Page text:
SOUTH GEORGIA: THE GRYTVIKEN WHALERY STATION
grytviken is the only still existing settlement
in the british territory of south georgia. it was
established in 1904 by the norwegian sea captain larsen as
a whaling station. for about three decades it florished,
and the village was soon fully equipped for hunting,
slaughtering and processing whales and elephant seals.
several hundred people lived there during summer. in 1913
a norwegian church was built which is still in use.
the whale population in the seas around the island became slim, and finally the whalery station was not viable anymore - so in 1966 it was shut down. three dead ships and lots of old rusty machinery offer a unique perspective. however, grytviken can still be visited by cruise ships, and the south georgia museum is open then, including a tiny post office.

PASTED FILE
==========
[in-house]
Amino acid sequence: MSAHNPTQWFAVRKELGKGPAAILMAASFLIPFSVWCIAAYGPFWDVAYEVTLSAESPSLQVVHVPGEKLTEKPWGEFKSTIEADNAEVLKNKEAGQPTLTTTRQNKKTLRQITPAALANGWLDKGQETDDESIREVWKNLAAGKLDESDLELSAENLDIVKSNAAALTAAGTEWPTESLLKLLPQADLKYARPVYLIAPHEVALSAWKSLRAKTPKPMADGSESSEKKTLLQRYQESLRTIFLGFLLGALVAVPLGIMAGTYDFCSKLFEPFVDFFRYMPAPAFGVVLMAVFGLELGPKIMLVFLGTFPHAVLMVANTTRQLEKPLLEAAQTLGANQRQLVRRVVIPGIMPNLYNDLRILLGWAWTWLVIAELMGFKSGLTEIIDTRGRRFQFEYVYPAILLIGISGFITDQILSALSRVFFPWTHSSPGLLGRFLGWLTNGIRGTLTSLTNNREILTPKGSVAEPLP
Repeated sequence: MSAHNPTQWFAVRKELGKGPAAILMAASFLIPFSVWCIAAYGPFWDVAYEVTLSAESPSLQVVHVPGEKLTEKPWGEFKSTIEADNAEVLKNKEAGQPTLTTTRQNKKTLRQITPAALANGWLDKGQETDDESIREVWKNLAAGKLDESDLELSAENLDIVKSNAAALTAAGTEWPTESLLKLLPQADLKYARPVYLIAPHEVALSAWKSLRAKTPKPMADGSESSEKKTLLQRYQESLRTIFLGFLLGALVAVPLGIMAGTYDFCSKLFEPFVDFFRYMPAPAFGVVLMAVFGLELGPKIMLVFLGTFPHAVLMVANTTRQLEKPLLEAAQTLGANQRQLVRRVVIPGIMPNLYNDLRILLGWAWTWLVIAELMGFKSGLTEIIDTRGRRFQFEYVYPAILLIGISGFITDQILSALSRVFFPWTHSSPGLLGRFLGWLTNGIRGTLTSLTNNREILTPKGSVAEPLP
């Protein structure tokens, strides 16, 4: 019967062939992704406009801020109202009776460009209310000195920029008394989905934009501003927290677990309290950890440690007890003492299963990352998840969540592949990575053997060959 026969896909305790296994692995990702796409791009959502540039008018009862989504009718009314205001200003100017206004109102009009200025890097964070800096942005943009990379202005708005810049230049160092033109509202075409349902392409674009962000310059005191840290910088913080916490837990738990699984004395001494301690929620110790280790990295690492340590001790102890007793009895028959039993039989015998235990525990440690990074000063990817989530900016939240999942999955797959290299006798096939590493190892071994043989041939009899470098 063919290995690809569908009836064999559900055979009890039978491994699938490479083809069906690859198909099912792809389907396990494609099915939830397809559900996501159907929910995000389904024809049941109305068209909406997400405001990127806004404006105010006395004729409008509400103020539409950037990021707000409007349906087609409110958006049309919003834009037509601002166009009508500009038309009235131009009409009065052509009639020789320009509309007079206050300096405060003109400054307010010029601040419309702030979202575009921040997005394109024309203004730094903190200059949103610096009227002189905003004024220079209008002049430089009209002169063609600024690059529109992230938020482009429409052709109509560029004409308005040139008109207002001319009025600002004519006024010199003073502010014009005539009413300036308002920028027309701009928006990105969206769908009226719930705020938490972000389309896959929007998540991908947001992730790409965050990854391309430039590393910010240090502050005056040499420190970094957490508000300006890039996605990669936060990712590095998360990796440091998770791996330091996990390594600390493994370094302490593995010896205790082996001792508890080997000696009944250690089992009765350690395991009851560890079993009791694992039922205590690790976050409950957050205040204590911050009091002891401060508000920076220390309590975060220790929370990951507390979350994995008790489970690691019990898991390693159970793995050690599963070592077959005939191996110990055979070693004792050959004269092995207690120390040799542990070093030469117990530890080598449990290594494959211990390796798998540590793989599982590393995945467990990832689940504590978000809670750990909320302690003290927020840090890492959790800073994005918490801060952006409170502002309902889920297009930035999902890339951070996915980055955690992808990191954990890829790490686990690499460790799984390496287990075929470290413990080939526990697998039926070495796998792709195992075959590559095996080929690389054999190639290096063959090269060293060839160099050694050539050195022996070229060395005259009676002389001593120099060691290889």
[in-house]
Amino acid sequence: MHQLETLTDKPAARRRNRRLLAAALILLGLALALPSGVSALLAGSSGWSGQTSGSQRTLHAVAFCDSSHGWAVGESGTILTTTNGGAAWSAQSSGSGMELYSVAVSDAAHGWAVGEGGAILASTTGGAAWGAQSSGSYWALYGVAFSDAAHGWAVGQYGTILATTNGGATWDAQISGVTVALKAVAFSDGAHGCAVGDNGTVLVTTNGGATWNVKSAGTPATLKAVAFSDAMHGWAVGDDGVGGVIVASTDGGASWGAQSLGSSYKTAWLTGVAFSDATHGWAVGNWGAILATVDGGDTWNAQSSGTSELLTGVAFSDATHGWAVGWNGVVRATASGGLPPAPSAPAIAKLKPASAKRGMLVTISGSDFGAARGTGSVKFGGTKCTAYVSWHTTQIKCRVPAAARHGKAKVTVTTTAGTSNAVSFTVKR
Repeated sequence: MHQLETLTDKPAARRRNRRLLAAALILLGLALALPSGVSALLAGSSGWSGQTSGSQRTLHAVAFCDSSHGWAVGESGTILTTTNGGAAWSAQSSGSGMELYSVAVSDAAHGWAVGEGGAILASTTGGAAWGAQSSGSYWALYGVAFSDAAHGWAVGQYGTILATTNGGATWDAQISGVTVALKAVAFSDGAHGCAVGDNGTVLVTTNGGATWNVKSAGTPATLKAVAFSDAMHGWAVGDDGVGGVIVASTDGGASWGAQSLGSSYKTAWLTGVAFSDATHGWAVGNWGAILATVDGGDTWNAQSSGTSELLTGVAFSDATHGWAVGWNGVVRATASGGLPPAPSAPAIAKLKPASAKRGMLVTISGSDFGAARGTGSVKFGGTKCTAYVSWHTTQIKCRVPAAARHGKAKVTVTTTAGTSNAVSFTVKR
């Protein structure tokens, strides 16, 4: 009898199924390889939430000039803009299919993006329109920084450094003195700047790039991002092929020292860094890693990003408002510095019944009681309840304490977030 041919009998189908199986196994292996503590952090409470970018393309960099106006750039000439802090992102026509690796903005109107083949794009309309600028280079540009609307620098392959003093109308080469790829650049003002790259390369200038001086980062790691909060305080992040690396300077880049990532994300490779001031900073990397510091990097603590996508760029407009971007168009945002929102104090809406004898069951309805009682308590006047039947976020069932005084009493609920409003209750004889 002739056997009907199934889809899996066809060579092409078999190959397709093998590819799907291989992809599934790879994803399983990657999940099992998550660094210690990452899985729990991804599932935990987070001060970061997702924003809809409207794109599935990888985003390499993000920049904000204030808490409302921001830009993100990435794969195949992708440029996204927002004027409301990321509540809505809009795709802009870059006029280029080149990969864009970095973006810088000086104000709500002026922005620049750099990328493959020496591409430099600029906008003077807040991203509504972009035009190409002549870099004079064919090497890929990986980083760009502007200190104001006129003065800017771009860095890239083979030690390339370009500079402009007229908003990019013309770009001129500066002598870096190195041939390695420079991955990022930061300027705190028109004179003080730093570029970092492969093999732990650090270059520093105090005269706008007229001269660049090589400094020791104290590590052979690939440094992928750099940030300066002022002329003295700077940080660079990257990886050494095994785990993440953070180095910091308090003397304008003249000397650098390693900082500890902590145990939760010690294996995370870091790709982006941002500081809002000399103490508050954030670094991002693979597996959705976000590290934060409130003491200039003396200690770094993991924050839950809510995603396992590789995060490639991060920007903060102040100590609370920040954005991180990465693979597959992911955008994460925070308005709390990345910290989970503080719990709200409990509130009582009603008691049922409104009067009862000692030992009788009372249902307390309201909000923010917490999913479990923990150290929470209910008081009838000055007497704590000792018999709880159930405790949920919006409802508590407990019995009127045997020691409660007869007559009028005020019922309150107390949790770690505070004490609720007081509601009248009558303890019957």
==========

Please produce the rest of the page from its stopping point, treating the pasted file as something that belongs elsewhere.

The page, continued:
the cemetery of grytviken is famous, because it contains the grave of ernest shackleton, the famous explorer of antarctica. in 1915, his ship 'endurance' collapsed in pack ice, and the crew of 28 stranded on elephant island. with five crew members, shackleton then went in a little boat on a legendary rescue action towards south georgia, which is 1200 km away, reached it after two weeks, and found help in grytviken. in 1922, leading a further antarctic expedition, he died while his ship anchored near grytviken - and he was buried there.